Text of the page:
Realising his mistake, that the country had new laws and he would surely hang for his crime Maketu butchered Elizabeth and the two baby girls. He then set fire to the house. In the meantime Gordon had fled, Maketu pursued him across the island to the top of Pa Hill where he threw the 8yr old boy of the cliff to be killed on the rocks below.
The large column of smoke alerted residents on the mainland who set out to investigate, discovering the three corpses in the still smouldering house, and the following day that of Thomas Bull under a blanket. Initially the incident was blamed on Maori tribal warfare and fear spread throughout the community. The following Tuesday, Lieut Ellerman of the ship 'Favourite' finding no evidence of a Maori war party concluded that the incident was an individual case of murder.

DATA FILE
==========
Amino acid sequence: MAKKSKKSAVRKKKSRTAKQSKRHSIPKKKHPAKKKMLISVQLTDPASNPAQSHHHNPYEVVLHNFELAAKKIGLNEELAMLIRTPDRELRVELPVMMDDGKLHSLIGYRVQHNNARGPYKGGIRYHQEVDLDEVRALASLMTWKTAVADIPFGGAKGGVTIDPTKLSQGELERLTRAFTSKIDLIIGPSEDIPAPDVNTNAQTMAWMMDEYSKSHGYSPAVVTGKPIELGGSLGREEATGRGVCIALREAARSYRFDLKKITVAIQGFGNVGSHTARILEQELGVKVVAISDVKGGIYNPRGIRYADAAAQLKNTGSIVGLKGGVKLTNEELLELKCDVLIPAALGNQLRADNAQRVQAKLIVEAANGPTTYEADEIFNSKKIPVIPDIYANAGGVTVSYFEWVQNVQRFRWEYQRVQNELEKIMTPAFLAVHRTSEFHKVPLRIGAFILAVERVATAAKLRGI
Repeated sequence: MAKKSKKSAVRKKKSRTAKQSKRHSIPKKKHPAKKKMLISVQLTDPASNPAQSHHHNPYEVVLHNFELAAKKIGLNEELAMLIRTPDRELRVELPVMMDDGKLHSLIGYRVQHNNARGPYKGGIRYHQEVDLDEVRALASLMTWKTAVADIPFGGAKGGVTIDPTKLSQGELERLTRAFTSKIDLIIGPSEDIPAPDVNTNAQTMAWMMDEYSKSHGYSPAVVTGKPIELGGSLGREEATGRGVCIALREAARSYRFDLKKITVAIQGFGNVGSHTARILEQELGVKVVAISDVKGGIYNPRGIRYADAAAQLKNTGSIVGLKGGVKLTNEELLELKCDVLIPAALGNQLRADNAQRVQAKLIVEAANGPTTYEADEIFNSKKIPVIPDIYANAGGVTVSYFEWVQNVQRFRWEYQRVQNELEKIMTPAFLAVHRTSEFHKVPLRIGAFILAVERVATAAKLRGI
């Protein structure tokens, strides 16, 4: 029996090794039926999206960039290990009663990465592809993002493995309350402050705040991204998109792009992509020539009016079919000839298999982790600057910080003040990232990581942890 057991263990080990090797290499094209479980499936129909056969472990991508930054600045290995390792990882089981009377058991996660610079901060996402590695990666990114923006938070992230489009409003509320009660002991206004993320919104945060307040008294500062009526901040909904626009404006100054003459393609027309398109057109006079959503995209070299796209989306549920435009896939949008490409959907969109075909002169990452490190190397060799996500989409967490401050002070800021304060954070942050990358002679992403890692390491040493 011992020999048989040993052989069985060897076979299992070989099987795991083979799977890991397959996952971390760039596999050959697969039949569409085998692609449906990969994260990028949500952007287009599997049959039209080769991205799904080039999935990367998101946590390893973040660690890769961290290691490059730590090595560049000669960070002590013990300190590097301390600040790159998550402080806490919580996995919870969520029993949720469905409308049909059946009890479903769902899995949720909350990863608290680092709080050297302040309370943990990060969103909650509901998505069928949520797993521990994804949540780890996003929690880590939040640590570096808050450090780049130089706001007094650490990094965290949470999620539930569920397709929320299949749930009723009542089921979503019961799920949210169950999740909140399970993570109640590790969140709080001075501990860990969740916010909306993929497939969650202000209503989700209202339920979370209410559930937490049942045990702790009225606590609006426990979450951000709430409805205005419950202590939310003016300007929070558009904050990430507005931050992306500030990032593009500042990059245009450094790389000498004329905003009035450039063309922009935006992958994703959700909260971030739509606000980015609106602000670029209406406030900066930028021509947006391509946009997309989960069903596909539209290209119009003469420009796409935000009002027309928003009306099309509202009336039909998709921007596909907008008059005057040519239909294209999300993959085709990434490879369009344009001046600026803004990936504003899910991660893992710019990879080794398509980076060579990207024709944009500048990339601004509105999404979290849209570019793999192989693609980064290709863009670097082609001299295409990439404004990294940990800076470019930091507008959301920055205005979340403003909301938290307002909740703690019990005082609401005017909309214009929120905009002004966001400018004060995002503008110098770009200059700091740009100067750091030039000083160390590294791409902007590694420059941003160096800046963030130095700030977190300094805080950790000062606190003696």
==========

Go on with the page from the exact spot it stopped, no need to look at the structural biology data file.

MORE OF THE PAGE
Maketu was eventually arrested on the 24th November and admitted that he had committed all five murders at the subsequent inquest. How the matter should be dealt with caused a deal of intertribal unrest, with some believing the matter would be best dealt with by his own people. The turning point in the proceedings came when Chief Rewa supported the movement for it to be dealt with "in house" as revenge for the murder of Isabella Brind his granddaughter and one of Maketu's victims. Despite Rewa's intervention Maketu was tried by the Supreme Court in Auckland on the 1st March 1842 and publicly hanged a week later.